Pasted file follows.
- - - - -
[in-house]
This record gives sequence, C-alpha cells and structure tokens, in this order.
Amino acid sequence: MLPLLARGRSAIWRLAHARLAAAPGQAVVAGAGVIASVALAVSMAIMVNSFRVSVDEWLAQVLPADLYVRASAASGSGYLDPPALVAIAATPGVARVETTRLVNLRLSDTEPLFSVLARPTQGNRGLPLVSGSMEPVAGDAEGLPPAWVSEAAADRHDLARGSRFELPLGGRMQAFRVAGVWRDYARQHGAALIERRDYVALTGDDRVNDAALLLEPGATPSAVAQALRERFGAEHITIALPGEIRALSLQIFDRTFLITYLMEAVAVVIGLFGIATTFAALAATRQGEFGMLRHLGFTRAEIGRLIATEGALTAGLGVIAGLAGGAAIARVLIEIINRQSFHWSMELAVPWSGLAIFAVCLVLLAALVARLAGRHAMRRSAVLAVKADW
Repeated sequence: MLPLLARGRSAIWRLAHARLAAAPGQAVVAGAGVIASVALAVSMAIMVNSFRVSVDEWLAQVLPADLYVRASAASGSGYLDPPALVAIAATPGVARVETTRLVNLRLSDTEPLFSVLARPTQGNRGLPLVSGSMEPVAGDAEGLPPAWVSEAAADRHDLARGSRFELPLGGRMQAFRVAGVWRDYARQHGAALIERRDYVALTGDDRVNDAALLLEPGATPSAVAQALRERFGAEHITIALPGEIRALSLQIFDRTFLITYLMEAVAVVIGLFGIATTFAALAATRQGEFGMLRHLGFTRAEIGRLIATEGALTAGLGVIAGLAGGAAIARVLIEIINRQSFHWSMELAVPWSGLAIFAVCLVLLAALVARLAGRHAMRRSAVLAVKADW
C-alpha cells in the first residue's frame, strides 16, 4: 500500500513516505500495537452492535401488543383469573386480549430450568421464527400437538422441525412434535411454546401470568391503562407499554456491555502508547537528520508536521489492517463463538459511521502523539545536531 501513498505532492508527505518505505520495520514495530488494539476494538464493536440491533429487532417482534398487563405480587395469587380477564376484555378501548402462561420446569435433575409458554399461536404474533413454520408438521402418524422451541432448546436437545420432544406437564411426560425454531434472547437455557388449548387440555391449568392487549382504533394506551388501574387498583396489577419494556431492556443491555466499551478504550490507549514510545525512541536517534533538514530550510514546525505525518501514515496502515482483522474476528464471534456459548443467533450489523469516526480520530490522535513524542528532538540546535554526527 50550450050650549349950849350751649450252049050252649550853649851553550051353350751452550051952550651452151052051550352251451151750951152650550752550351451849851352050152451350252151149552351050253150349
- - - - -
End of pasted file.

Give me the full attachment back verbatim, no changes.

[in-house]
This record gives sequence, C-alpha cells and structure tokens, in this order.
Amino acid sequence: MLPLLARGRSAIWRLAHARLAAAPGQAVVAGAGVIASVALAVSMAIMVNSFRVSVDEWLAQVLPADLYVRASAASGSGYLDPPALVAIAATPGVARVETTRLVNLRLSDTEPLFSVLARPTQGNRGLPLVSGSMEPVAGDAEGLPPAWVSEAAADRHDLARGSRFELPLGGRMQAFRVAGVWRDYARQHGAALIERRDYVALTGDDRVNDAALLLEPGATPSAVAQALRERFGAEHITIALPGEIRALSLQIFDRTFLITYLMEAVAVVIGLFGIATTFAALAATRQGEFGMLRHLGFTRAEIGRLIATEGALTAGLGVIAGLAGGAAIARVLIEIINRQSFHWSMELAVPWSGLAIFAVCLVLLAALVARLAGRHAMRRSAVLAVKADW
Repeated sequence: MLPLLARGRSAIWRLAHARLAAAPGQAVVAGAGVIASVALAVSMAIMVNSFRVSVDEWLAQVLPADLYVRASAASGSGYLDPPALVAIAATPGVARVETTRLVNLRLSDTEPLFSVLARPTQGNRGLPLVSGSMEPVAGDAEGLPPAWVSEAAADRHDLARGSRFELPLGGRMQAFRVAGVWRDYARQHGAALIERRDYVALTGDDRVNDAALLLEPGATPSAVAQALRERFGAEHITIALPGEIRALSLQIFDRTFLITYLMEAVAVVIGLFGIATTFAALAATRQGEFGMLRHLGFTRAEIGRLIATEGALTAGLGVIAGLAGGAAIARVLIEIINRQSFHWSMELAVPWSGLAIFAVCLVLLAALVARLAGRHAMRRSAVLAVKADW
C-alpha cells in the first residue's frame, strides 16, 4: 500500500513516505500495537452492535401488543383469573386480549430450568421464527400437538422441525412434535411454546401470568391503562407499554456491555502508547537528520508536521489492517463463538459511521502523539545536531 501513498505532492508527505518505505520495520514495530488494539476494538464493536440491533429487532417482534398487563405480587395469587380477564376484555378501548402462561420446569435433575409458554399461536404474533413454520408438521402418524422451541432448546436437545420432544406437564411426560425454531434472547437455557388449548387440555391449568392487549382504533394506551388501574387498583396489577419494556431492556443491555466499551478504550490507549514510545525512541536517534533538514530550510514546525505525518501514515496502515482483522474476528464471534456459548443467533450489523469516526480520530490522535513524542528532538540546535554526527 50550450050650549349950849350751649450252049050252649550853649851553550051353350751452550051952550651452151052051550352251451151750951152650550752550351451849851352050152451350252151149552351050253150349